For the rest of this article please click on this link: https://www.thoughtco.com/the-magical-moon-garden-2562382?utm_campaign=list_paganwiccan&utm_content=20170404&utm_medium=email&utm_source=exp_nl&utm_term=list_paganwiccan
Around the world, people tend to garden in different ways. Someone living on a large family farm plants their crops differently than someone on a half-acre lot in the suburbs. A resident of a big city in an advanced nation will grow things in a different fashion than a family living in an impoverished, third world country. While one person might use a large tractor and motorized equipment, another may use a simple shovel.
Still another might only use a pointed stick to make a hole in the ground. Since time began, the human race has managed to find ways to make things grow where before there was nothing.
In the early spring, many of us who follow earth-based spiritual paths begin planning our gardens for the coming season. The very act of planting, of beginning new life from seed, is a ritual and a magical act in itself. To cultivate something in the black soil, see it sprout and then bloom, is to watch a magical working unfold before our very eyes. The plant cycle is intrinsically tied to so many earth-based belief systems that it should come as no surprise that the magic of the garden is one well worth looking into.
Let’s look at some of the folklore and traditions that surround gardening and planting magic.
For the rest of this interesting article by Patti Wiggington please click on this link: https://www.thoughtco.com/magical-gardening-around-the-world-2562458?utm_campaign=list_paganwiccan&utm_content=20170404&utm_medium=email&utm_source=exp_nl&utm_term=list_paganwiccan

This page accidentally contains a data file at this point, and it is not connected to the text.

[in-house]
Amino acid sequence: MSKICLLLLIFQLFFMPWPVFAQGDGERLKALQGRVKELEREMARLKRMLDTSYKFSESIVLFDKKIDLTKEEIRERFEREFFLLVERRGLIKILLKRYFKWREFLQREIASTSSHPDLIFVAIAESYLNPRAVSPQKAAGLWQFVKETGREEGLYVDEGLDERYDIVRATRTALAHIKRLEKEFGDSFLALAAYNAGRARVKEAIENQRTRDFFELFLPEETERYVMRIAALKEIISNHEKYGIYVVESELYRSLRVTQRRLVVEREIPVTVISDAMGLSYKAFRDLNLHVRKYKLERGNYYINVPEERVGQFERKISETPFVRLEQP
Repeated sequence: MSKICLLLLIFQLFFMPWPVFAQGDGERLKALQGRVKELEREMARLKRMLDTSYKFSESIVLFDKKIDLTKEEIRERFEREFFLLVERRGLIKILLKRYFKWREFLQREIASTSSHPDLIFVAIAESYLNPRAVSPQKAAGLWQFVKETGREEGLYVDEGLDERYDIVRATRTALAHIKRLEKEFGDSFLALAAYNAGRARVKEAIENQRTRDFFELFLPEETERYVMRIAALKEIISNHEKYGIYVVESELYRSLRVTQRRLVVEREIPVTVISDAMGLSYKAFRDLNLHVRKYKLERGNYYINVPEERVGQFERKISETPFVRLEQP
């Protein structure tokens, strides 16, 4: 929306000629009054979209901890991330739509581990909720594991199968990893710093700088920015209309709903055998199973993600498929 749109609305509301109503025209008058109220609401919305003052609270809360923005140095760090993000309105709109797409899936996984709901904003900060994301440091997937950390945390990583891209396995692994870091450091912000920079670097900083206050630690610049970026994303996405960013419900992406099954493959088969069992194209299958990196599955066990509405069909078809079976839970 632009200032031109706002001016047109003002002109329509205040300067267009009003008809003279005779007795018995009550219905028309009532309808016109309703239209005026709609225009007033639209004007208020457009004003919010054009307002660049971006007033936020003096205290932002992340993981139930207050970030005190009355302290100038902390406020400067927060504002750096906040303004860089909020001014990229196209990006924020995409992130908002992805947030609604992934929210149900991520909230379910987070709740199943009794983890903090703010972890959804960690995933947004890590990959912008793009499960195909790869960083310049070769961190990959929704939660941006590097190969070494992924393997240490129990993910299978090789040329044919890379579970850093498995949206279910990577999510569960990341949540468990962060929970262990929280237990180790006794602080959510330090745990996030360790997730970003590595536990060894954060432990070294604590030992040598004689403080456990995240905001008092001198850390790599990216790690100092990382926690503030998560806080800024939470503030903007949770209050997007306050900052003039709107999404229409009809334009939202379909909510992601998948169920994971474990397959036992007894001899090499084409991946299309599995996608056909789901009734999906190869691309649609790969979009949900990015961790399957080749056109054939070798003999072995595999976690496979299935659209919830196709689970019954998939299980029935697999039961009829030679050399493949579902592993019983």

Toxic and Poisonous Herbs
If you’re using herbs in your magical practice, as many of us do, it’s important to keep in mind that they may not all be safe to handle or ingest. Many herbs are fine for people, but toxic to household pets. Still other herbs can be used by anyone but pregnant women. Let’s look at some of the different herbs you may be using in magical practice, and how they can be dangerous if you’re not careful.
Do keep in mind that this is not – and is not intended to be – a list of every toxic or harmful herb. It is a list of some commonly used herbs that can be dangerous to pregnant women or household pets. If you’re using a particular plant and you’re not sure if it’s toxic or not, then do your homework and make sure it’s safe to use before you do anything with it.
HERBS DANGEROUS TO PREGNANT WOMEN
If you’re pregnant, attempting to become pregnant, or nursing, you’ll need to exercise extra caution when working with herbs. Many can cause miscarriage if ingested. Before taking any herbs internally – or, for that matter, handling them with bare hands – be sure to check with your healthcare professional to make sure they’re safe.
The following are just a few of the many herbs out there that can be harmful to pregnant women.
For the rest of this article by Patti Wiggins please click on this link: https://www.thoughtco.com/toxic-and-poisonous-herbs-2562022?utm_campaign=list_paganwiccan&utm_content=20170228&utm_medium=email&utm_source=exp_nl&utm_term=list_paganwiccan